Navigation Links
Graphene joins the race to redefine the ampere
Date:5/12/2013

A new joint innovation by the National Physical Laboratory (NPL) and the University of Cambridge could pave the way for redefining the ampere in terms of fundamental constants of physics. The world's first graphene single-electron pump (SEP), described in a paper today in Nature Nanotechnology, provides the speed of electron flow needed to create a new standard for electrical current based on electron charge.

The international system of units (SI) comprises seven base units (the metre, kilogram, second, Kelvin, ampere, mole and candela). Ideally these should be stable over time and universally reproducible. This requires definitions based on fundamental constants of nature which are the same wherever you measure them.

The present definition of the Ampere, however, is vulnerable to drift and instability. This is not sufficient to meet the accuracy needs of present and certainly future electrical measurement. The highest global measurement authority, the Confrence Gnrale des Poids et Mesures, has proposed that the ampere be re-defined in terms of the electron charge.

The frontrunner in this race to redefine the ampere is the single-electron pump (SEP). SEPs create a flow of individual electrons by shuttling them in to a quantum dot a particle holding pen and emitting them one at a time and at a well-defined rate. The paper published today describes how a graphene SEP has been successfully produced and characterised for the first time, and confirms its properties are extremely well suited to this application.

A good SEP pumps precisely one electron at a time to ensure accuracy, and pumps them quickly to generate a sufficiently large current. Up to now the development of a practical electron pump has been a two-horse race. Tuneable barrier pumps use traditional semiconductors and have the advantage of speed, while the hybrid turnstile utilises superconductivity and has the advantage that many can be put in parallel. Traditional metallic pumps, thought to be not worth pursuing, have been given a new lease of life by fabricating them out of the world's most famous super-material - graphene.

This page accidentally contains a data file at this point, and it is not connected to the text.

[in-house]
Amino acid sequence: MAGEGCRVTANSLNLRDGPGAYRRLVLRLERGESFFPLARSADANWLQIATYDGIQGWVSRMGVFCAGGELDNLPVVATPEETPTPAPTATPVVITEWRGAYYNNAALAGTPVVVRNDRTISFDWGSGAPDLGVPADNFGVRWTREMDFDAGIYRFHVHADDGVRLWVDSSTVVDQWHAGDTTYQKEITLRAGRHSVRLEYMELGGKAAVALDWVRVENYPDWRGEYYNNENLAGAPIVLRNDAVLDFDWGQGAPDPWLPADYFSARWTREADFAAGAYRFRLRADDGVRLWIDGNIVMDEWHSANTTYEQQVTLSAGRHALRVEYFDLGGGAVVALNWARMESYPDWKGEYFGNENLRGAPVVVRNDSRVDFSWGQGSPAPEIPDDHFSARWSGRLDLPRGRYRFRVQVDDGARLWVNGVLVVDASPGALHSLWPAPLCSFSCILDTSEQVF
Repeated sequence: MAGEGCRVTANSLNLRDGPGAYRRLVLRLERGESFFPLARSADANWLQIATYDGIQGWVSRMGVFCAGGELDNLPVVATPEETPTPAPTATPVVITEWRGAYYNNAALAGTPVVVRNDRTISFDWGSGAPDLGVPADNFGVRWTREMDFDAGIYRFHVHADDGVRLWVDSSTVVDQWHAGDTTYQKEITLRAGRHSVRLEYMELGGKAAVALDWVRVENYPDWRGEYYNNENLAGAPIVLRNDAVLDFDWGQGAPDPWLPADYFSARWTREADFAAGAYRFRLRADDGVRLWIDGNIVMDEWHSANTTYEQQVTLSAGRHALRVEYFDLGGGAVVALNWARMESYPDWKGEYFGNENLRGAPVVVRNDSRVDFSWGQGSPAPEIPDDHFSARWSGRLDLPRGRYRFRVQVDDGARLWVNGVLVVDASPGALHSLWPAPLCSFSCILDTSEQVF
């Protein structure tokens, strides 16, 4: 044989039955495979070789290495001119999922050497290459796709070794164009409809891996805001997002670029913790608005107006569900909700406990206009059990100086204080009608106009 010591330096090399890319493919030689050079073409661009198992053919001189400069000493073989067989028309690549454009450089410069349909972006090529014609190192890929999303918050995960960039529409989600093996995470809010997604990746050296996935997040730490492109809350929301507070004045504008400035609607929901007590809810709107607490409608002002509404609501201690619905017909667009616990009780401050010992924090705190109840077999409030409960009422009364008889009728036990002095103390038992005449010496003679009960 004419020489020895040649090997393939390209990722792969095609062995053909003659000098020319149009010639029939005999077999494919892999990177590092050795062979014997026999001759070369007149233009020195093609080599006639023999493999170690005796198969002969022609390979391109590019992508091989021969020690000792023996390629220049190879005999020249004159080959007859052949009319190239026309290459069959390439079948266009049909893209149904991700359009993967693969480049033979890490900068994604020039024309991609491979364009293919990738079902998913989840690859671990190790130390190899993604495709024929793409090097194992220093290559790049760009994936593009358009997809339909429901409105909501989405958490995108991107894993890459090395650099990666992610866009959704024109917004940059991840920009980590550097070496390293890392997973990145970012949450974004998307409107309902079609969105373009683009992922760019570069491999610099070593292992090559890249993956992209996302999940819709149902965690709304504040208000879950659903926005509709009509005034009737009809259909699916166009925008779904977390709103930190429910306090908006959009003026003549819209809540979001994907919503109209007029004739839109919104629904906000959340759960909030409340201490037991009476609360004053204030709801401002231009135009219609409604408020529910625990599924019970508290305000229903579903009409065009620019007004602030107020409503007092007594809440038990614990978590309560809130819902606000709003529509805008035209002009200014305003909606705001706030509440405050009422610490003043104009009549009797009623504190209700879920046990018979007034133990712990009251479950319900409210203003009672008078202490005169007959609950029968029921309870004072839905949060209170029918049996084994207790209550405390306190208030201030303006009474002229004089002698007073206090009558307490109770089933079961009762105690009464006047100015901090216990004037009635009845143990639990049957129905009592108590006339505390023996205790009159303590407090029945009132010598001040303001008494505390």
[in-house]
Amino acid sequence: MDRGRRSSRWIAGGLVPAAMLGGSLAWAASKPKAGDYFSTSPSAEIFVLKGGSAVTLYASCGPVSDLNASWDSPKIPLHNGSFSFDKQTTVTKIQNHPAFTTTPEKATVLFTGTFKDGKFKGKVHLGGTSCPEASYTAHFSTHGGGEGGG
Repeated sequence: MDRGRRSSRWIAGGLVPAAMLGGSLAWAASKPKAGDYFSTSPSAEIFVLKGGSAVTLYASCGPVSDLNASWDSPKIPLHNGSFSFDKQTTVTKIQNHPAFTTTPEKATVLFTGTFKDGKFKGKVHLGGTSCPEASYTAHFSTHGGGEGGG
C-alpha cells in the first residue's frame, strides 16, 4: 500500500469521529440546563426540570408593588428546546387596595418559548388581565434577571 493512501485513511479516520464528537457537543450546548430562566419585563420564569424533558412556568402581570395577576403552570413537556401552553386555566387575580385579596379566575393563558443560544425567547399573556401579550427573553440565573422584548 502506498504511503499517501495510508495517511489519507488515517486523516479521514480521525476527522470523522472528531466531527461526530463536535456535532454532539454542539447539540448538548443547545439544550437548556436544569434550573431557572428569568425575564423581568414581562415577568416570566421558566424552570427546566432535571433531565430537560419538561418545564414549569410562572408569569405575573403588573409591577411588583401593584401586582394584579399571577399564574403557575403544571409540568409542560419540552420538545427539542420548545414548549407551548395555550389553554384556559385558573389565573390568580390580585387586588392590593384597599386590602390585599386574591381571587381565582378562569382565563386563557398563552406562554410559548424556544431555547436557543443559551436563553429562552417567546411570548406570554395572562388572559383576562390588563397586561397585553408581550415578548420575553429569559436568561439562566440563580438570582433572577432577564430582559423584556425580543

Previous metallic SEPs made of aluminium are very accurate, but pump electrons too slowly for making a practical current standard. Graphene's unique semimetallic two-dimensional structure has just the right properties to let electrons on and off the quantum dot very quickly, creating a fast enough electron flow - at near gigahertz frequency - to create a current standard. The Achillies heel of metallic pumps, slow pumping speed, has thus been overcome by exploiting the unique properties of graphene.

The scientist at NPL and Cambridge still need to optimise the material and make more accurate measurements, but today's paper marks a major step forward in the road towards using graphene to redefine the ampere.

The realisation of the ampere is currently derived indirectly from resistance or voltage, which can be realised separately using the quantum Hall effect and the Josephson Effect. A fundamental definition of the ampere would allow a direct realisation that National Measurement Institutes around the world could adopt. This would shorten the chain for calibrating current-measuring equipment, saving time and money for industries billing for electricity and using ionising radiation for cancer treatment.

Current, voltage and resistance are directly correlated. Because we measure resistance and voltage based on fundamental constants electron charge and Planck's constant - being able to measure current would also allow us to confirm the universality of these constants on which many precise measurements rely.